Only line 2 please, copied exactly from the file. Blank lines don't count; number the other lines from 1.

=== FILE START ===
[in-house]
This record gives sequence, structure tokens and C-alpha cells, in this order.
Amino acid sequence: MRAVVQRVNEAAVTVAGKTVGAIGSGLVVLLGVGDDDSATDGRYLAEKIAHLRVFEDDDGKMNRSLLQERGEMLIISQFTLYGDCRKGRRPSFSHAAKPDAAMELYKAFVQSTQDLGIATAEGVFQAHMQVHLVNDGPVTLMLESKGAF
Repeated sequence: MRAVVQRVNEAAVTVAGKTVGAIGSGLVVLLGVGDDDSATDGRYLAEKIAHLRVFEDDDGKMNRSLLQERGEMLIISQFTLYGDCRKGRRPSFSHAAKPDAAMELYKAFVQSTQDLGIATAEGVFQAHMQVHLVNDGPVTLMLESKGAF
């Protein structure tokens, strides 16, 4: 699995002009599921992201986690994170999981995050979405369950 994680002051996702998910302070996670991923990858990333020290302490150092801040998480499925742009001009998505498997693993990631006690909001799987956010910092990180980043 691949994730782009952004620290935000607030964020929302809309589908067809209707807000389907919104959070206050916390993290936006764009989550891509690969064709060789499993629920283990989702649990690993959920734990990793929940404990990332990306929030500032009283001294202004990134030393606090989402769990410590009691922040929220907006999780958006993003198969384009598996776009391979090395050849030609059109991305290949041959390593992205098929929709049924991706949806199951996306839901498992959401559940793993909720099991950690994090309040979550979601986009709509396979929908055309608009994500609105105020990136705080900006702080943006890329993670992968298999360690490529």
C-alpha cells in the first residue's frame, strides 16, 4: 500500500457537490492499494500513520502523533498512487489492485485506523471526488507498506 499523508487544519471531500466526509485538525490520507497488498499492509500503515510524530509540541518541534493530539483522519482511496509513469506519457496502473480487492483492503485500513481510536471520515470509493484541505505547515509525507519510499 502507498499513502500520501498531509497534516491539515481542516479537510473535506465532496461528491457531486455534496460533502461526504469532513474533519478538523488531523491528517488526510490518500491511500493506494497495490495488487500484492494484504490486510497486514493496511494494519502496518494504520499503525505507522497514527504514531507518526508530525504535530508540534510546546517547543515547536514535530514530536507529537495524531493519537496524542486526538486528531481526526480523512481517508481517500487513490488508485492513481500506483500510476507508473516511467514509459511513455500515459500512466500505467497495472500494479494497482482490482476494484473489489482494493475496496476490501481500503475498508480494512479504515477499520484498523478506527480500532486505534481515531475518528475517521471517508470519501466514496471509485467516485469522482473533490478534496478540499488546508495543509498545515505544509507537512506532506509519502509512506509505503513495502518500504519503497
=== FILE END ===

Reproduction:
This record gives sequence, structure tokens and C-alpha cells, in this order.